Sean Kershaw's Weblog
July 26, 2006
More on my concerns:
1) Investing: I think it's as misguided to claim that tax increases are automatically a public good as it is to claim that tax cuts are automatically a public good. There is nothing inherently moral about cutting or increasing taxes in my opinion -- it's what you do with these resources to improve our civic infrastructure and the commonwealth of Minnesota that matters. (I'm sure Joel would agree with this.)
And I'm increasingly convinced that spending more money in our current systems of healthcare, education and transportation will not get us the long-term returns we need. Making our economic success and quality of life a discussion about more or less taxes misses the need to reform how we spend this money first. The "Minnesota Miracle" was not about raising taxes, and our investments in the past led to a strong economy because they were investments: they produced a high return on investment. We didn't just spend more money than other states. We spent it well. More money is not synonymous with a higher quality of life or more economic competitiveness in today's world.
Investing is a good thing. But I think the right and the left think we can just squeeze more performance out of the institutions we have now (the right) or get better outcomes with more money (the left). The evidence doesn't seem to support either position -- or to support it enough to ignore the need to fundamentally reform how we deliver healthcare, education, etc.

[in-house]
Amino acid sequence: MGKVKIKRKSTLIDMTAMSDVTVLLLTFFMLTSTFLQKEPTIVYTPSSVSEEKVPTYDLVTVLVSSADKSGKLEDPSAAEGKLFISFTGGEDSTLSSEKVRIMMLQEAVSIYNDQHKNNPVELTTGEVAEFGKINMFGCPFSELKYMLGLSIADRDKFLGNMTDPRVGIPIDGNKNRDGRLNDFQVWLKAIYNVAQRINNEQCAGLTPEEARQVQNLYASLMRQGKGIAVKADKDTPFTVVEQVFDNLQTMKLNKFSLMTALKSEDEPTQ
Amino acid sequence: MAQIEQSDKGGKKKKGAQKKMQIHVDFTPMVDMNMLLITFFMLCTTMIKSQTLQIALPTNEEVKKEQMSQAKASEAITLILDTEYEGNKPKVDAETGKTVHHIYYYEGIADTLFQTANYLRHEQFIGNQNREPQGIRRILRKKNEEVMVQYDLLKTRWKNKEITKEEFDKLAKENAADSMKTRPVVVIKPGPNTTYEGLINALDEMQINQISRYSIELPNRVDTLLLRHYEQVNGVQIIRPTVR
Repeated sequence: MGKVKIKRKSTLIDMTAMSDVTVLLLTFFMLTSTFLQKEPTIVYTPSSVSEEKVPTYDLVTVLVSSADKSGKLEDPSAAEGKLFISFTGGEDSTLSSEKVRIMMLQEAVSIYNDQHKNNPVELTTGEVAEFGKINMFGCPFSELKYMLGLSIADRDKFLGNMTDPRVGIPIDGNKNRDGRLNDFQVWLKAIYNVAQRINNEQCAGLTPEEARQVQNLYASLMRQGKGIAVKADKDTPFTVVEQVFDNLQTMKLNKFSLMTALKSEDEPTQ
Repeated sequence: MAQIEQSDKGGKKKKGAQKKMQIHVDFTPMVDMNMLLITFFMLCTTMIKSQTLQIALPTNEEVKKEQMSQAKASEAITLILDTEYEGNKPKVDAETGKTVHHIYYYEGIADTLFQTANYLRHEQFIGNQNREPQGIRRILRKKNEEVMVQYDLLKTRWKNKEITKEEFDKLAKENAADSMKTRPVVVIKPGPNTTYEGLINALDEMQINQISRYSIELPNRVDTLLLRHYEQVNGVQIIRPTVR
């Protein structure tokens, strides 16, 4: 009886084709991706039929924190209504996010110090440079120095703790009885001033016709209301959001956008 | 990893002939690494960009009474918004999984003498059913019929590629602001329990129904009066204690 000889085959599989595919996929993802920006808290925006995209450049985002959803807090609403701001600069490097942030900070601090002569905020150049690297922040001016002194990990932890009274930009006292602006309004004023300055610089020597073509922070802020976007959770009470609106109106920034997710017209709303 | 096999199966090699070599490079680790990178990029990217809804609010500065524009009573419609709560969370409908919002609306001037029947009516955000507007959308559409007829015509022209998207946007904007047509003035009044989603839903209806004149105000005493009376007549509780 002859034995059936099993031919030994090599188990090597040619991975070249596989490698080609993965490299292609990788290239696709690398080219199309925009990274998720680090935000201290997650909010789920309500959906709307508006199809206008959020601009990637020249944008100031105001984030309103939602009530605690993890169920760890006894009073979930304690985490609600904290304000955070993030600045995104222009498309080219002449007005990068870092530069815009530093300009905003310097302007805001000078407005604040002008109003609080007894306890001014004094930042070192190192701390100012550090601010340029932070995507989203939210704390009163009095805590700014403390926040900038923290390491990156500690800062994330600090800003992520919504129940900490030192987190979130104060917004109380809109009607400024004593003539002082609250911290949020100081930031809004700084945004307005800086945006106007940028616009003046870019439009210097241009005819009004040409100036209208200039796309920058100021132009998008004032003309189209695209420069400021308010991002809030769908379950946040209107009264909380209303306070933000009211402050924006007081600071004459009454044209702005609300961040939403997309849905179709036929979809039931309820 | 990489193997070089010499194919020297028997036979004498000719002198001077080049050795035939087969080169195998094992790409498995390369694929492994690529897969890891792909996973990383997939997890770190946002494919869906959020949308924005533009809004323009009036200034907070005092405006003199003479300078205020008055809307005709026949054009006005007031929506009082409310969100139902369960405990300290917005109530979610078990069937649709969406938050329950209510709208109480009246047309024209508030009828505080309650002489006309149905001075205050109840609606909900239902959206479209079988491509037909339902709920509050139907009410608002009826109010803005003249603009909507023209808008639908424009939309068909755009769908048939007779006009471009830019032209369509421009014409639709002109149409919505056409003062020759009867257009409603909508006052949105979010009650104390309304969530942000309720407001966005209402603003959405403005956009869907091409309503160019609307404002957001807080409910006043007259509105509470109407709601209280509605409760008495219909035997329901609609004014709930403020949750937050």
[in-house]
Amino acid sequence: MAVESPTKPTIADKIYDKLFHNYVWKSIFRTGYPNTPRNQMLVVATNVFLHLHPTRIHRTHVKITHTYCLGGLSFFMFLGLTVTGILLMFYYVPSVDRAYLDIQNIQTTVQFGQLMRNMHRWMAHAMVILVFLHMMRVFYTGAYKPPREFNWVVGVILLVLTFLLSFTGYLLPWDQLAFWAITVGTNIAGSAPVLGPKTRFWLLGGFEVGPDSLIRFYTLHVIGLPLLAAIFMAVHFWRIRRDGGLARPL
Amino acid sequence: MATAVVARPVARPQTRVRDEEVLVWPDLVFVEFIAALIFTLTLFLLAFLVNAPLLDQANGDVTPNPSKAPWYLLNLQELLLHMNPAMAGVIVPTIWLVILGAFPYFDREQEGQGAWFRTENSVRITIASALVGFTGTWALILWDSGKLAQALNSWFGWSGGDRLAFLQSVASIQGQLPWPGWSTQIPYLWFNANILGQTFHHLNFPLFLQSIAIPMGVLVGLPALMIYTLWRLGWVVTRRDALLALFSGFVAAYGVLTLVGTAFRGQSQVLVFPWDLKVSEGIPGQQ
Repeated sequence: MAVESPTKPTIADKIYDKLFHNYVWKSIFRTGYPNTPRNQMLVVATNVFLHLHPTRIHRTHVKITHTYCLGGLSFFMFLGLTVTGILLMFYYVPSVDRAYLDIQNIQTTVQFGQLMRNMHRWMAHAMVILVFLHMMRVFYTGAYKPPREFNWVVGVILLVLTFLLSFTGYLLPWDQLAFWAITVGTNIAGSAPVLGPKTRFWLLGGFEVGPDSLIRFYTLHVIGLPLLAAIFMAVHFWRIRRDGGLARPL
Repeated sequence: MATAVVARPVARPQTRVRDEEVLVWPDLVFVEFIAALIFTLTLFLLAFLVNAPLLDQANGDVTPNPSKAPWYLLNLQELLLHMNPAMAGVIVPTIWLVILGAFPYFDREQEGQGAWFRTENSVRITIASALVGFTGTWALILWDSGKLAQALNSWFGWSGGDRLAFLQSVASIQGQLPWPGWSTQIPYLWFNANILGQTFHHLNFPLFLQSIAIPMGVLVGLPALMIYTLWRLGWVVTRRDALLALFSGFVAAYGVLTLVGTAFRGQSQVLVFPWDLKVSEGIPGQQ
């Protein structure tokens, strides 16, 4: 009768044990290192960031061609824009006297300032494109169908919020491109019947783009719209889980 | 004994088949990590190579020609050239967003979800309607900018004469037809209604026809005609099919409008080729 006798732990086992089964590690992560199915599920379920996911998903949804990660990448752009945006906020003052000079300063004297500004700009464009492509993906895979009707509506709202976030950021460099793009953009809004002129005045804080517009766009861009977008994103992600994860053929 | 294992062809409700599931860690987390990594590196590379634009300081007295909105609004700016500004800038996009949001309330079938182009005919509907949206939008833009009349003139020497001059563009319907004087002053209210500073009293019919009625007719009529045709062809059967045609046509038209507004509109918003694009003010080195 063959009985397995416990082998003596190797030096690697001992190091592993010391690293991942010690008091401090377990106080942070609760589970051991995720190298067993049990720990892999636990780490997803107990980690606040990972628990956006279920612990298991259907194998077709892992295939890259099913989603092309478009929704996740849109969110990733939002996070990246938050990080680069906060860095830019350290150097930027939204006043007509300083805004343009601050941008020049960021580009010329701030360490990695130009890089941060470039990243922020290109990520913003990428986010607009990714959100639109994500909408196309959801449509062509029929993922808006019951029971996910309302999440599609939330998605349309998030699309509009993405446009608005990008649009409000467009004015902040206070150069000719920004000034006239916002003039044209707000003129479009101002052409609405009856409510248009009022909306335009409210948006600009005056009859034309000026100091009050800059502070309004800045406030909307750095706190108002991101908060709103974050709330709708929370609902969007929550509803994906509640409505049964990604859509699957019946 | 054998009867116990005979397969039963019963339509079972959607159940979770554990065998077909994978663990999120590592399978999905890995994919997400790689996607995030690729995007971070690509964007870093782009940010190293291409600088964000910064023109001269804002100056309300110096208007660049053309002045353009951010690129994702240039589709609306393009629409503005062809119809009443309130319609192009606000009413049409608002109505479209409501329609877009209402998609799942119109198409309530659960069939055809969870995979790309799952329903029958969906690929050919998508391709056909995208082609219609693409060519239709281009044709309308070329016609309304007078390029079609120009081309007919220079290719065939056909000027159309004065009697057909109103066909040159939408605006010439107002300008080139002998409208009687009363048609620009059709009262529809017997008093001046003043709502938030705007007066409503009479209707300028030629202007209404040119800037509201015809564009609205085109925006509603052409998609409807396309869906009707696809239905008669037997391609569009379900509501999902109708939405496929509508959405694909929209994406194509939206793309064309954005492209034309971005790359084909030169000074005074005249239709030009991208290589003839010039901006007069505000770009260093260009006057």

2) Politics and this debate: The public "gets" that their resources are not being spent in ways that increase educational outcomes, make them healthier, or reduce our rate of growth in congestion. They don't trust the system. Given this, if we want to regain this trust, I think it's critical that we demonstrate that their existing tax resources can be better-spent before we ask for more money.
It's imperative that we go beyond just putting out ideas -- we have to pay attention to the politics necessary to implement these ideas.
3) Future budget constraints: We HAVE to be serious about the long-term implications of our current entitlement spending (long-term care, education, etc.) before we call for tax increases. This violates the shared goal of investing in the future.
Posted by Sean Kershaw at July 26, 2006 5:48 AM